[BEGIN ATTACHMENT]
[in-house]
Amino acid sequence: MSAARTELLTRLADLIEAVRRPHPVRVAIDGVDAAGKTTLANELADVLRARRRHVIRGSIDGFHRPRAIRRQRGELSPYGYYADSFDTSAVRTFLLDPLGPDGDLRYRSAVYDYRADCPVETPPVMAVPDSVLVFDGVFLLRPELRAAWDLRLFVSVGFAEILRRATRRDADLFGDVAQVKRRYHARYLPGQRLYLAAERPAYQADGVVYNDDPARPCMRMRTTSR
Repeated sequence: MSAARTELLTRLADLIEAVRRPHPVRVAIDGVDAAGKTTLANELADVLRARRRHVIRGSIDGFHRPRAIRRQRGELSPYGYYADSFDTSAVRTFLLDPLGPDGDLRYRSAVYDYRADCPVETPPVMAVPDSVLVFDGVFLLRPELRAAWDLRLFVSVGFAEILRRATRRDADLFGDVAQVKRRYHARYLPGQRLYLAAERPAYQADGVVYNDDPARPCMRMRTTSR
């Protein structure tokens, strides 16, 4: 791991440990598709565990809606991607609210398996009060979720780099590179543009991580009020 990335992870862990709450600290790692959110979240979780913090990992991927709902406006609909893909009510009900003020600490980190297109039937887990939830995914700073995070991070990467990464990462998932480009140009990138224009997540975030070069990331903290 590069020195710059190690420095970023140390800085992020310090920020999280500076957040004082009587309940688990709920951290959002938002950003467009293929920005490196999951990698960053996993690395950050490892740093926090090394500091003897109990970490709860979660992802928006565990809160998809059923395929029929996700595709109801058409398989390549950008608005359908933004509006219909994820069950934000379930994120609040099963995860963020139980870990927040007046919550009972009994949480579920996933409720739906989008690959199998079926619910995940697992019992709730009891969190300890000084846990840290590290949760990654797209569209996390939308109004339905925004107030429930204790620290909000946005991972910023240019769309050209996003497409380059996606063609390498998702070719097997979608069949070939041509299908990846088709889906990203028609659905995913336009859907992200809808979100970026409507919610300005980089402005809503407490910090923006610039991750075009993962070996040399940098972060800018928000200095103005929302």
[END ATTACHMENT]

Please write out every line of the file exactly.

[in-house]
Amino acid sequence: MSAARTELLTRLADLIEAVRRPHPVRVAIDGVDAAGKTTLANELADVLRARRRHVIRGSIDGFHRPRAIRRQRGELSPYGYYADSFDTSAVRTFLLDPLGPDGDLRYRSAVYDYRADCPVETPPVMAVPDSVLVFDGVFLLRPELRAAWDLRLFVSVGFAEILRRATRRDADLFGDVAQVKRRYHARYLPGQRLYLAAERPAYQADGVVYNDDPARPCMRMRTTSR
Repeated sequence: MSAARTELLTRLADLIEAVRRPHPVRVAIDGVDAAGKTTLANELADVLRARRRHVIRGSIDGFHRPRAIRRQRGELSPYGYYADSFDTSAVRTFLLDPLGPDGDLRYRSAVYDYRADCPVETPPVMAVPDSVLVFDGVFLLRPELRAAWDLRLFVSVGFAEILRRATRRDADLFGDVAQVKRRYHARYLPGQRLYLAAERPAYQADGVVYNDDPARPCMRMRTTSR
């Protein structure tokens, strides 16, 4: 791991440990598709565990809606991607609210398996009060979720780099590179543009991580009020 990335992870862990709450600290790692959110979240979780913090990992991927709902406006609909893909009510009900003020600490980190297109039937887990939830995914700073995070991070990467990464990462998932480009140009990138224009997540975030070069990331903290 590069020195710059190690420095970023140390800085992020310090920020999280500076957040004082009587309940688990709920951290959002938002950003467009293929920005490196999951990698960053996993690395950050490892740093926090090394500091003897109990970490709860979660992802928006565990809160998809059923395929029929996700595709109801058409398989390549950008608005359908933004509006219909994820069950934000379930994120609040099963995860963020139980870990927040007046919550009972009994949480579920996933409720739906989008690959199998079926619910995940697992019992709730009891969190300890000084846990840290590290949760990654797209569209996390939308109004339905925004107030429930204790620290909000946005991972910023240019769309050209996003497409380059996606063609390498998702070719097997979608069949070939041509299908990846088709889906990203028609659905995913336009859907992200809808979100970026409507919610300005980089402005809503407490910090923006610039991750075009993962070996040399940098972060800018928000200095103005929302």